Swansea University, UK
Title: Defects in zinc oxide nanowires: Temperature evolution and the effect on contacts
Richard Cobley completed his PhD in 2005 at Swansea University. He was awarded a Royal Academy of Engineering Research Fellowship in 2007 to study errors inherent in nanoscale measurement of electronic material properties. He is now a senior lecturer in the College of Engineering where his work concerns nanoscale measurement of materials and devices with a particular focus on modeling and removing the increased measurement error which arises with nanoscale techniques.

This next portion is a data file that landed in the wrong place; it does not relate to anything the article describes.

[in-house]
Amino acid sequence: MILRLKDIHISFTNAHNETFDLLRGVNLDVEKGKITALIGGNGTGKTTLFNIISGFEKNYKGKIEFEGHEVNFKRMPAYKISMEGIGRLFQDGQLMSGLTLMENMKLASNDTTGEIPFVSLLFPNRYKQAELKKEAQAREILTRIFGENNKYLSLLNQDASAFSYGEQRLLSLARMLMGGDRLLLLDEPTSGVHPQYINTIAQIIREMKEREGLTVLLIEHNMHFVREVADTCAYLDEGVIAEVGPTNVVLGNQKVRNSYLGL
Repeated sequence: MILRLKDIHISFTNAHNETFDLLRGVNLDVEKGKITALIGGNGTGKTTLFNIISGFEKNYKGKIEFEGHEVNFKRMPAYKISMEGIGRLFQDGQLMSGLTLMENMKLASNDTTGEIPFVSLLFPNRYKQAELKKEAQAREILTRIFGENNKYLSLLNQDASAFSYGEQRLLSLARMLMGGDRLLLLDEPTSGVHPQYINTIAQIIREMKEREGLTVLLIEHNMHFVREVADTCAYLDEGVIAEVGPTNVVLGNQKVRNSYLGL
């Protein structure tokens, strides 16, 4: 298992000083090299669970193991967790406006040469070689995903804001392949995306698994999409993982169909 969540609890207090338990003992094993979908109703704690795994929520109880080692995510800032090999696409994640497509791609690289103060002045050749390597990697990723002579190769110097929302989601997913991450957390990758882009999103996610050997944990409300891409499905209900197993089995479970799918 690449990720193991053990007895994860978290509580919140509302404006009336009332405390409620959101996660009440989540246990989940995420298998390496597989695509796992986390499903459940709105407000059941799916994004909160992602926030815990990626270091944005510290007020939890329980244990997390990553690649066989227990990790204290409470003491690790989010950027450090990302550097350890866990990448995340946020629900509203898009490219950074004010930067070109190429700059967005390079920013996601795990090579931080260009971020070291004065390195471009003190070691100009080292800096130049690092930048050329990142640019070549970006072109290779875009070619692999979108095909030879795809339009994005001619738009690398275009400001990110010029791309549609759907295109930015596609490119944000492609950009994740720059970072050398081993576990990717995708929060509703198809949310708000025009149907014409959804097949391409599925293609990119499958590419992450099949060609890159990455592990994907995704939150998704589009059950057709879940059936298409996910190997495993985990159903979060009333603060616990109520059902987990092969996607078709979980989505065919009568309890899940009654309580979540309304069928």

Nanostructured zinc oxide materials have received attention for their novel electrical, mechanical, chemical and optical properties resulting from surface and quantum confinement effects. The strong piezoelectric and pyroelectric properties can be used for mechanical actuators and piezoelectric sensors. The wide 3.37 eV band gap can be used for short wavelength optoelectronic applications. The material is transparent to visible light and can be doped, with applications including photonics and optical sensors. As with all nanostructures, inherent defects incorporated during the growth of ZnO nanowires (NWs) can dominate the novel properties. This paper will present combined X-ray photoelectron (XPS)/scanning tunneling spectroscopy (STS)/photoluminescence (PL) studies of hydrothermally grown ZnO NWs, in which surface defects are controllably changed by vacuum annealing. A transport model developed to study gold contacts to ZnO NWs is adapted to study the effect of this change in surface defect states on contacts to NWs with high surface defect densities. Together the results elucidate the origin of the defects and their role in modifying the electrical behaviour of contacted ZnO NWs.
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